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Journey to Energy Independence

Capitalism — Global versus National Interest

free-market system: “an economic system based on the private ownership of the means of production and distribution of goods, characterized by a free competitive market and motivation by profit.” © Microsoft Encarta

Does Capitalism have limits? Is it possible for private ownership, and the pursuit of self-interest, to overreach and create an economic imbalance detrimental to the Nation?

Is there a role for the federal government? Should the United States of America be allowed to act in its own self-interest when it comes to energy independence?

When nation's act in their own self-interest, will a global invisible hand serve the greater good of the whole of humanity?

The principles of Capitalism are derived from observation. As with any principle, there exists the possibility of error in implementation. In a free market, such errors result in loss of profit, or bankruptcy. Thus, the market is self-correcting.

A self-correcting free market is good for a nation. When many corporations compete to provide goods and services, the consumer is more likely to have better choices and better prices.

But, in a global economy, when a nation becomes dependent on foreign sources of supply, and that supply is interrupted, what will happen? For example, what would happen if the USA was dependent on foreign suppliers for most of the blood that U.S. hospitals needed—and the suppliers failed to deliver?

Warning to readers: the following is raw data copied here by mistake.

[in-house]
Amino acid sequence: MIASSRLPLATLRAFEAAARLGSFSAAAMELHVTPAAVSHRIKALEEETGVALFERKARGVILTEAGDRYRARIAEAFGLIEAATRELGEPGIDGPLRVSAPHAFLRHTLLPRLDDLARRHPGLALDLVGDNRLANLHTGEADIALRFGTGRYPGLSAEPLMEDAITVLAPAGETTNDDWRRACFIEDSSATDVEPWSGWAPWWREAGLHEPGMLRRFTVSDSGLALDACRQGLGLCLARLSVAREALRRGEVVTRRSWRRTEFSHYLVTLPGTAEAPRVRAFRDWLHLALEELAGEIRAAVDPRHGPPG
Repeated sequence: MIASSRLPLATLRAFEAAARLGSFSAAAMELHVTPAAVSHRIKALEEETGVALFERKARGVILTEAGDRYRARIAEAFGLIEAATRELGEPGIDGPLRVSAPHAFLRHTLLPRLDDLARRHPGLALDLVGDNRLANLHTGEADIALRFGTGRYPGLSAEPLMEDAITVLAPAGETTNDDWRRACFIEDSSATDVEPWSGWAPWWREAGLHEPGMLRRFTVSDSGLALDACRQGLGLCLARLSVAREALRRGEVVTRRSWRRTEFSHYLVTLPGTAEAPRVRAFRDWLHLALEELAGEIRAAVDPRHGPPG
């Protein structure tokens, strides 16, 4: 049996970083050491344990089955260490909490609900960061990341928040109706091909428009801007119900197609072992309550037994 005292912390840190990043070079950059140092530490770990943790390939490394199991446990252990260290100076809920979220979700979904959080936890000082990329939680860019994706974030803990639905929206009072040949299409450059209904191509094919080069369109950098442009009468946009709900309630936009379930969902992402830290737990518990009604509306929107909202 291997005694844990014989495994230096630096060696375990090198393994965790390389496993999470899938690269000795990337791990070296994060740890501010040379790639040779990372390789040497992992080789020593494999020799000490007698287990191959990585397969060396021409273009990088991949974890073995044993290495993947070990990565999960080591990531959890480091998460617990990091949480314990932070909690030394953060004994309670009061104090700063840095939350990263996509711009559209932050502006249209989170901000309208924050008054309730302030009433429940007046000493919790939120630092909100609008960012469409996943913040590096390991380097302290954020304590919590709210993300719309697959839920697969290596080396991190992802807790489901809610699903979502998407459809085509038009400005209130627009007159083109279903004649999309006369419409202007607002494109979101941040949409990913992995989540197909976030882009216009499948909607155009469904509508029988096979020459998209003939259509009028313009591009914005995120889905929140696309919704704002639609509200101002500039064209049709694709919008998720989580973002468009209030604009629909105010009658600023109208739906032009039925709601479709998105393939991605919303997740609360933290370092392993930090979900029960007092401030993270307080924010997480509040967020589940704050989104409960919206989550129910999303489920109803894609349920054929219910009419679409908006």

Another example: what happens if the supply is steady, but the price increases dramatically?

Why would a nation—a people—allow such a thing?

Has capitalism in America become something like a religion? Are “we the people” required to suppress our national interests so not to interfere with the free market?

The global economy of the 21st Century is unprecedented in human history. Why do we put so much faith in global capitalism? We have no way of knowing how this is going to play out. What if the global invisible hand takes its sweet time and the blessings of global capitalism aren’t distributed evenly for another 500 years?

And, who is to say the next economic superpower will be as benevolent as the United States has been during its brief time at the apex of global economic power?

America's economic success is not the result of capitalism alone; indeed, it was American pragmatism combined with a healthy dose of economic nationalism—guided by the principles of capitalism—which produced the prosperity of the 20th century. Maybe it is time to reconsider the role of pragmatism in deciding America's energy and free trade Policies.

Capitalism was conceived and defined in Europe by Scottish philosopher Adam Smith.

Pragmatism was conceived and defined in the USA by American philosophers William James, John Dewey and Charles Peirce.

   1. way of thinking about results: “a straightforward practical way of thinking about things or dealing with problems, concerned with results rather than with theories and principles.”
   2. way of evaluating theories: “a philosophical view that a theory or concept should be evaluated in terms of how it works and its consequences as the standard for action and thought.”
   — © Microsoft Encarta

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